What gives these films both authenticity and relevance is that they are part of a historical continuity reaching back through the centuries – the eternal struggle by ordinary people against those in power and protecting their privileges. At Peterloo the working people poured on to the streets of Manchester in support of a principle; they were shot at and struck with sabres in order that the privileges of the hierarchical few might be preserved.

And so struggles continued, achieving a little and always at snails’ pace, through the struggle against Taxes On Knowledge, Chartism, the Suffragette movement, the General Strike of 1926 up to the London protests of only a few weeks ago. Both films articulate fundamentals of British, Us-and-Them society. Looked at from the present they remind us that progress towards equality in a fair and compassionate society is as likely to suffer retreat as advance and that some set-backs might be permanent.

The characters in Brassed Off or Made in Dagenham would readily recognise the social injustices, the outrageous inequalities of wealth and opportunity that prevail in 2011. They would identify with no great difficulty the ‘usual suspects’ defending and furthering their own interests while at the same time manning the discourses of justification and persuasion.

It is to be wondered whether we today have the courage, resolve and belief in collective action that so characterised the machinists of Dagenham, the Suffragettes, the Chartists, the radical press of the 19th century and innumerable left-of-centre pressure groups down the ages. Digital activism may be offering a spark of hope, though the Net will not further the cause of equality if it falls into corporate hands in ways similar to what happened to the mass media.

Whatever the arguments, if you have not yet seen Made in Dagenham or indeed Brassed Off, please sample them and be inspired.


A letter from Ned Baslow

Dear Jim at Watsonworks
Me and my wife Betty were delighted that you printed my letter in your Blog about the sacred site at Dove Holes where we did much of our not-very-sacred courting in and around the Bull Ring.

I’m prompted to write again in my capacity as secretary of the local Panto and Light Opera Society to inform your many readers of the first international summer festival we’ve ever held in Wickerstaff-cum-Fernhaven. It’s going to be a real humdinger of an affair, I can assure you.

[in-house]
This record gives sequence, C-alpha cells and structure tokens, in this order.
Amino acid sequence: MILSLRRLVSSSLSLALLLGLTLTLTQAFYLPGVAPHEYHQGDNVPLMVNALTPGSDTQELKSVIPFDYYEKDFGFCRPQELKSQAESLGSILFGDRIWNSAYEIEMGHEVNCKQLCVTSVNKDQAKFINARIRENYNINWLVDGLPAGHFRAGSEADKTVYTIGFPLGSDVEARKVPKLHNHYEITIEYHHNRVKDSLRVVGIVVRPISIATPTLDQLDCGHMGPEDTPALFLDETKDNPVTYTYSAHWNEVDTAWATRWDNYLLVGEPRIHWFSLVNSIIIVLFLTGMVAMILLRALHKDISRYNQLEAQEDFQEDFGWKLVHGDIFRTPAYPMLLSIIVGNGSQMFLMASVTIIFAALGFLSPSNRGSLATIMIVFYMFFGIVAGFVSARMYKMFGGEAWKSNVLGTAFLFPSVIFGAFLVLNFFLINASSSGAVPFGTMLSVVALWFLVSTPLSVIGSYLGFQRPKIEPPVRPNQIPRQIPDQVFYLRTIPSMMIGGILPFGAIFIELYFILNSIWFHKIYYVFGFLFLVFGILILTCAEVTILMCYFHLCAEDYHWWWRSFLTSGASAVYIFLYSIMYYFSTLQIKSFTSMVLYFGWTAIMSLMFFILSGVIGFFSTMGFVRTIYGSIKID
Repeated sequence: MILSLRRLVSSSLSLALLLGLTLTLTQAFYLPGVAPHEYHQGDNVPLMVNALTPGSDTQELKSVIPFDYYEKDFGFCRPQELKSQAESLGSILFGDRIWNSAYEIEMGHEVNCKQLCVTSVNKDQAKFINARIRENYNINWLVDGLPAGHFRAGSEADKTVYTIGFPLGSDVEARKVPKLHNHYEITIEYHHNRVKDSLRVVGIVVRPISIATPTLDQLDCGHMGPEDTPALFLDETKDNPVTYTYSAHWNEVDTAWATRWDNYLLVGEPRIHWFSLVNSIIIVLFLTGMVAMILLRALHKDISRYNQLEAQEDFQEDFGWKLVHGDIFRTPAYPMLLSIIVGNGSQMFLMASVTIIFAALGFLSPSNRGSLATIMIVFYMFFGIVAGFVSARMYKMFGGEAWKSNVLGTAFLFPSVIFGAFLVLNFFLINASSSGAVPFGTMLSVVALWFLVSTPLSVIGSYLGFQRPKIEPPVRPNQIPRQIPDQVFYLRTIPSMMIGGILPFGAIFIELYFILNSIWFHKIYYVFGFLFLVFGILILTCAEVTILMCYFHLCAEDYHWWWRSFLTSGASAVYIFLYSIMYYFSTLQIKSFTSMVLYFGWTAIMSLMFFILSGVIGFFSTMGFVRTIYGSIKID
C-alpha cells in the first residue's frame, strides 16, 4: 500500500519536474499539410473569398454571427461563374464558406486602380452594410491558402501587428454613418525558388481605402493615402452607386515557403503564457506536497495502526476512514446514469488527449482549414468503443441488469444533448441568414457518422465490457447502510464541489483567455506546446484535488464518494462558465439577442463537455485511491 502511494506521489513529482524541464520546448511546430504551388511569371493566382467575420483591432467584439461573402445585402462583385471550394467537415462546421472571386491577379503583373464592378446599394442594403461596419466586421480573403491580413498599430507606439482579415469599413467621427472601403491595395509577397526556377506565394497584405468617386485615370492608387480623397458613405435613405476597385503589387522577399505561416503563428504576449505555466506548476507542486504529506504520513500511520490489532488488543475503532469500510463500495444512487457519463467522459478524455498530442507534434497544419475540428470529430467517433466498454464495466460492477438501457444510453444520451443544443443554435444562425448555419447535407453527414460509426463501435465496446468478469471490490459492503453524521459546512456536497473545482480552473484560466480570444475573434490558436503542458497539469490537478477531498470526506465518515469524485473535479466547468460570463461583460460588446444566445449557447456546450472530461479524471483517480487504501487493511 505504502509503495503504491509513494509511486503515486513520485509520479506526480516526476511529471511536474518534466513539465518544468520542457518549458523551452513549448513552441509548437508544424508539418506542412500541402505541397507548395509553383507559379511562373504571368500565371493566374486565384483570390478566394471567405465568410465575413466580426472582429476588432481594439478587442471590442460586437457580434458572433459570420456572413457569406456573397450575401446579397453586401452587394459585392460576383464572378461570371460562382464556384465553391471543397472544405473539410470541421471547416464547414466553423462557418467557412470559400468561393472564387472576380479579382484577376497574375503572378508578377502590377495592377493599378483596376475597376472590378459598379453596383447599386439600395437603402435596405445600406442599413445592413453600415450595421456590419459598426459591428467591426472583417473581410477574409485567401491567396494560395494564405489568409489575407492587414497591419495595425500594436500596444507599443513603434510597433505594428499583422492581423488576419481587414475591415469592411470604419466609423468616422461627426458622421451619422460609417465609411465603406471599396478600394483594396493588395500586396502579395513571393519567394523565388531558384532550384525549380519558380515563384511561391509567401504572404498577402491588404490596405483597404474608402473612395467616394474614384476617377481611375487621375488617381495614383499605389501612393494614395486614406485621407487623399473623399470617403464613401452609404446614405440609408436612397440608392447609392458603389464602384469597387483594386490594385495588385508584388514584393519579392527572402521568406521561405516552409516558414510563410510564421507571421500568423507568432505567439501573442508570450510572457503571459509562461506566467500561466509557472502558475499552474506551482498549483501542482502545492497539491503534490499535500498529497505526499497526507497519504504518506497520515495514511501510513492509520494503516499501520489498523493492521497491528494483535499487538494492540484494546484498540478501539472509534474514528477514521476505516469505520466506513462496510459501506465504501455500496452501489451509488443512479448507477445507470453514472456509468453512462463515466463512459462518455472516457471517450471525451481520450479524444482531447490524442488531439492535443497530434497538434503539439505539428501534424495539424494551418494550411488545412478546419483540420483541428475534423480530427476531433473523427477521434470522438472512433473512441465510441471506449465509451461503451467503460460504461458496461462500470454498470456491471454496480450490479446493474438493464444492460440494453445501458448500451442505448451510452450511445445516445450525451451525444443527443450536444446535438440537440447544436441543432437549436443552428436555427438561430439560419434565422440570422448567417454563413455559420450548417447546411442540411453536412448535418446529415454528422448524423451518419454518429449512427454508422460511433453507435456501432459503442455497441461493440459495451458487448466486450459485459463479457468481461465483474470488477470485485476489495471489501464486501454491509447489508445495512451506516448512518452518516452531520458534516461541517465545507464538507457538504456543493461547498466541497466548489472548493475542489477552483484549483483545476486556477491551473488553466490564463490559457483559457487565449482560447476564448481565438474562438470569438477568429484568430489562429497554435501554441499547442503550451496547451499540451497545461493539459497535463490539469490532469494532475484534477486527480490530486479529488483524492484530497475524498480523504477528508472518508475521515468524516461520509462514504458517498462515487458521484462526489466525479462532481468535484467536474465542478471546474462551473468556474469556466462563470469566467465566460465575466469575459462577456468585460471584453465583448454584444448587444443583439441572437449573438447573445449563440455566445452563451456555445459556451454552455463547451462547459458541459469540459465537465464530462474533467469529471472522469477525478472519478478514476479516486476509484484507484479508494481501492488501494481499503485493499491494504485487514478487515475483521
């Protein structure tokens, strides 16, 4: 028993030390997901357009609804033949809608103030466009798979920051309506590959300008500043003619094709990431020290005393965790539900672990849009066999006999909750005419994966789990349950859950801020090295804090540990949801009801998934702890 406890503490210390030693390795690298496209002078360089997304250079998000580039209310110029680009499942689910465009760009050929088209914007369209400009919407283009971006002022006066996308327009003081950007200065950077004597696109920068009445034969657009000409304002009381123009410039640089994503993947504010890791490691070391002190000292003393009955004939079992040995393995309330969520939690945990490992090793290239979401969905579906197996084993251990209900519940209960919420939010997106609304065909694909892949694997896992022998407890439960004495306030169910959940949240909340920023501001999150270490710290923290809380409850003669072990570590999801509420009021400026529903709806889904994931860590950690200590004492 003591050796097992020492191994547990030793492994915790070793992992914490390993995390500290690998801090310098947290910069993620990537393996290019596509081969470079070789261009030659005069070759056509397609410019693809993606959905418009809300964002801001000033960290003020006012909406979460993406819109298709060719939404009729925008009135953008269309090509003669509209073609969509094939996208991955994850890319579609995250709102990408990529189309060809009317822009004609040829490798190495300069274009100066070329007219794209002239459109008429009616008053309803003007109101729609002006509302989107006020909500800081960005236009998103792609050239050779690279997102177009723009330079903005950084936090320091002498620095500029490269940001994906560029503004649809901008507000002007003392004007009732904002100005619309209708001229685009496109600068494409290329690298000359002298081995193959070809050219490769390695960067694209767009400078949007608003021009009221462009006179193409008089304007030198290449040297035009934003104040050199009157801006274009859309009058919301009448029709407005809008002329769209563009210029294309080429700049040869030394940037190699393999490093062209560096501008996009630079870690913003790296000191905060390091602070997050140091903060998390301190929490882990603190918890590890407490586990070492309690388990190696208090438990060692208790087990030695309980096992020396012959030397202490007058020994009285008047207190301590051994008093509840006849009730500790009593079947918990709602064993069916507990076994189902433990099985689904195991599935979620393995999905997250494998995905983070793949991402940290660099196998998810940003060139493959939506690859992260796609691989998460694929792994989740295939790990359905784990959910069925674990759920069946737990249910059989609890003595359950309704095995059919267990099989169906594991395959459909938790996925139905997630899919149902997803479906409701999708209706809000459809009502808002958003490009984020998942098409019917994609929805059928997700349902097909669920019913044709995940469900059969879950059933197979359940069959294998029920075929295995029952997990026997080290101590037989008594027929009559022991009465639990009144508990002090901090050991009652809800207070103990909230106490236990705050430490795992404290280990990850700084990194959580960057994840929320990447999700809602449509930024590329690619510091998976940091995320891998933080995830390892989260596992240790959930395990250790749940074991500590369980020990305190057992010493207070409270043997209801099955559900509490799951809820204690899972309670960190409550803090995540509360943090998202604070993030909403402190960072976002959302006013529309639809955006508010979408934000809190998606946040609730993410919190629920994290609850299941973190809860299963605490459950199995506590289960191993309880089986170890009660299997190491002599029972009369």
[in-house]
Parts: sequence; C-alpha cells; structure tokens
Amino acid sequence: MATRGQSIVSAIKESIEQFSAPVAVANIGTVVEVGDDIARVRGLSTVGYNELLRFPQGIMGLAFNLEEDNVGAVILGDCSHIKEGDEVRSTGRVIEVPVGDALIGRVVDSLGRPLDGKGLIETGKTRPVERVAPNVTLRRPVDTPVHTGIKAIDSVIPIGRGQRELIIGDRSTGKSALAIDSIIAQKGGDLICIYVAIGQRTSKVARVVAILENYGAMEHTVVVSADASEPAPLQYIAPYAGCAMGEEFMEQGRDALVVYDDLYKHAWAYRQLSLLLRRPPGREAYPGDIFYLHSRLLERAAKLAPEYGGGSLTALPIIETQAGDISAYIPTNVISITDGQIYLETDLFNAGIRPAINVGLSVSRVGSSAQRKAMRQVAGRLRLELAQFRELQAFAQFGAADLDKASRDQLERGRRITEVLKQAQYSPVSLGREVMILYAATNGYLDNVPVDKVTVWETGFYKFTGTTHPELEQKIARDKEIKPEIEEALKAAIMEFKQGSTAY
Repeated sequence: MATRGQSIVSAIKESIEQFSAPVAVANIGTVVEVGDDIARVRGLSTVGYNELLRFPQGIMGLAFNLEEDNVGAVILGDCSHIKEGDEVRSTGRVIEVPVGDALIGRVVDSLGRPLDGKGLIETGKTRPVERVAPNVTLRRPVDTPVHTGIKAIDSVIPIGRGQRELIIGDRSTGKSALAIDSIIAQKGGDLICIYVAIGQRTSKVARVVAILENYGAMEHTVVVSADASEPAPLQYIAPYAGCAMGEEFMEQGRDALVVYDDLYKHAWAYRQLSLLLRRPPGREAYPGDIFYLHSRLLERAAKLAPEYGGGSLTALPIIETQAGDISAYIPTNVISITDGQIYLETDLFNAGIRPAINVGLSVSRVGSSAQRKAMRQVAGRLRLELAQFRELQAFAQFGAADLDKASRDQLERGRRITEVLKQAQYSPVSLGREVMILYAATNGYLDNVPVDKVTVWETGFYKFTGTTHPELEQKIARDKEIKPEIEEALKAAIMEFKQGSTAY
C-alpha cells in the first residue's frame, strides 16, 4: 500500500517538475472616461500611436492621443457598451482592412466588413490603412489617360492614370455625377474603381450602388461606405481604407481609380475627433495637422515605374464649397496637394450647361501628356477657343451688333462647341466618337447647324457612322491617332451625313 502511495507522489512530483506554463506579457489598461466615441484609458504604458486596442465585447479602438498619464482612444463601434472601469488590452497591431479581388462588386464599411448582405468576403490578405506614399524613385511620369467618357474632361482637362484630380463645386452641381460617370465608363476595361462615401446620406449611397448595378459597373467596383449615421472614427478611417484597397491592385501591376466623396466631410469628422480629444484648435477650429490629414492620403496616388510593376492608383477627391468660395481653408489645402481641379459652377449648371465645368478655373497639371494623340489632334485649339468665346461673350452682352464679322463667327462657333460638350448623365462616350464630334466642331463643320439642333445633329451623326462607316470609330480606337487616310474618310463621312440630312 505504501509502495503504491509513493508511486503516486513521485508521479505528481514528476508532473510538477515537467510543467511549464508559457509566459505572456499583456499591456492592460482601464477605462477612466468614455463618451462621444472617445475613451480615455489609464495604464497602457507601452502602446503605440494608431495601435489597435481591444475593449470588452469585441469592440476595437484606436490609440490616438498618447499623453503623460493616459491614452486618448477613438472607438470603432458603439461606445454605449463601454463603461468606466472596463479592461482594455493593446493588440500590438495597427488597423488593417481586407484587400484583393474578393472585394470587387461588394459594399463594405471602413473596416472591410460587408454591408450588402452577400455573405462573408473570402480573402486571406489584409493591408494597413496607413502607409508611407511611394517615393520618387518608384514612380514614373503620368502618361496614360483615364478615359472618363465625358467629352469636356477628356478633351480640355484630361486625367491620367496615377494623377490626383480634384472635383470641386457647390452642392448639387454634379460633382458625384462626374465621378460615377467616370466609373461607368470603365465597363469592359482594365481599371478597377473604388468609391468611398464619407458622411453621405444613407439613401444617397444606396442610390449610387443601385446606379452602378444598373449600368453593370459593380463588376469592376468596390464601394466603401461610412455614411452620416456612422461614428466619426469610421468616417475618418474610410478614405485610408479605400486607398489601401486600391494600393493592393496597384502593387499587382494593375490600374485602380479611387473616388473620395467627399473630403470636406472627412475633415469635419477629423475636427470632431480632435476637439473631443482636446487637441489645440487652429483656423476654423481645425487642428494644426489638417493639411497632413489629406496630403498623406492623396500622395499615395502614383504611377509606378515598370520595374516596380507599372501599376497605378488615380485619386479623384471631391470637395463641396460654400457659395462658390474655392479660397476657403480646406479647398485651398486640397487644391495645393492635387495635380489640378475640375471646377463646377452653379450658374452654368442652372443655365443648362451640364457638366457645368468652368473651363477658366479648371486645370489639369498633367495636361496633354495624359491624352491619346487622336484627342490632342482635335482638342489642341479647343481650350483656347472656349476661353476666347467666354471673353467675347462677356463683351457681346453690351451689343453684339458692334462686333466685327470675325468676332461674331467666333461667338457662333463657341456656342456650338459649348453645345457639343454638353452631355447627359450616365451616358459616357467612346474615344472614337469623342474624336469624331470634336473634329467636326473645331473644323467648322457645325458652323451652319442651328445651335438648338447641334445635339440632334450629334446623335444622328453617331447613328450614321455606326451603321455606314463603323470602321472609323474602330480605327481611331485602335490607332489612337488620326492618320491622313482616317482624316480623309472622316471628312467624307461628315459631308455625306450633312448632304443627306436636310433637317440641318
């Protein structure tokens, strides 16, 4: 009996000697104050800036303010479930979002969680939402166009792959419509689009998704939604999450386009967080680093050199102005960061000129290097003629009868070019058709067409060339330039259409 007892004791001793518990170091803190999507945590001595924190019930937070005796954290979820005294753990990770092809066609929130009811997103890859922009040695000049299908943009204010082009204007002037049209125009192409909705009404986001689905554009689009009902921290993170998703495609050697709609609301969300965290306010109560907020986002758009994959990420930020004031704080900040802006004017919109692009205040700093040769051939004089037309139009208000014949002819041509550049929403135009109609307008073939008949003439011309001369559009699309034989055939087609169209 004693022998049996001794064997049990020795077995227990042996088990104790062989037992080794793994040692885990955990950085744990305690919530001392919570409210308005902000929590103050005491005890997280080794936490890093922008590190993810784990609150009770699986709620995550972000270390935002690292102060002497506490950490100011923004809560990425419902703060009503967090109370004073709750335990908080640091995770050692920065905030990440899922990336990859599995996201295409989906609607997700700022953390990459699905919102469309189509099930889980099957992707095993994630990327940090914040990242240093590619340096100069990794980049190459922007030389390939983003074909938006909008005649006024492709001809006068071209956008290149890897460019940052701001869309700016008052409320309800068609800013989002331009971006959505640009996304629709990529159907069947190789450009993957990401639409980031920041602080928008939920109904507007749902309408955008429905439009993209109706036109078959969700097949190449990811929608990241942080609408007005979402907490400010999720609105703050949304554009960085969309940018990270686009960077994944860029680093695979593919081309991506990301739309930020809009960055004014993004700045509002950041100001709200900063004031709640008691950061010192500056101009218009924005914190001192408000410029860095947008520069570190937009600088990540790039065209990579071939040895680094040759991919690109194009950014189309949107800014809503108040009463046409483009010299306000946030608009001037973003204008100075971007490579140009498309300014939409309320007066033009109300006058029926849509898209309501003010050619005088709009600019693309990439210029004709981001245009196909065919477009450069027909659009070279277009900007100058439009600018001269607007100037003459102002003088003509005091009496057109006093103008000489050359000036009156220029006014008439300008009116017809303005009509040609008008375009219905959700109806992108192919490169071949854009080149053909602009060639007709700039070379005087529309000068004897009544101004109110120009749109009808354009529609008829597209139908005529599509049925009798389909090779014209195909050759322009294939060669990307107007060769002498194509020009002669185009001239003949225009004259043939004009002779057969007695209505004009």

In particular I’d like to draw your readers’ attention to three events which will be a sell-out long before August when it’s all going to be happening.

First, there’s our musical spectacular on the Adventures of Donal Quixote, sponsored by Spexsavers and starring our local big-whig Mr. Gilbert Stokoe MBE whom we affectionately refer to as Lord Gilbert on account of his many financial as well as cultural interests in the region. I personally will be playing the role of Sancho Panzer.

Additionally, we shall be drawing the crowds with an Epic Battle of the Greats, setting the Ancient Greeks against our very own Robin of Sherwood and His Merry Men (all of whom in actual fact originated either from Yorkshire or Derbyshire – Robin Hood, that is, not the Ancient Greeks).

On a more leisurely and fashionable note we are presenting a Tableau of Womanly Beauty that will feature some of history’s most memorable lovelies, from Helen of Troy to Tarzan’s Jane, Ladies Macbeth (whose good looks have been underestimated) and Godiva, Audrey Helpburn, Marilyn Monroe, the late Elizabeth Taylor (played by Lord Gilbert’s daughter Melissa) and Miss Wickerstaff-cum-Fernhaven 2011 in her own right. The beauties will be accoutred by some of the finest designs by BTEC students at the local further education college and the Wickerstaff Ladies Sewing Circle.

Other highlights will be the Ballet of the Nymphs presented by the Bernadette Stokoe School of Dancing, a concert by the Julian Stokoe Jazz Quintet (made up entirely of the Stokoe family, by the way), a Sing-along-with Elvis (by a very talented look-alike artists from West Hartlepool) and a Grand Knees Up on the final Saturday night to the music of the Belper and Heige Brass Ensemble.

I’m confident this programme will whet the appetite of your readers and it is very kind of you to agree to take the names of those who wish to purchase tickets in advance. Equally my wife Betty, who is in charge of ticketing (despite having her work cut out doing her Open University degree), is delighted you are willing to carry further news of our grand summer enterprise. In short, my message to everyone is – watch this space!

Confidentially yours,
Ned Baslow.

Thanks, Ned. Always glad to give backing to worthy causes.

Contributions please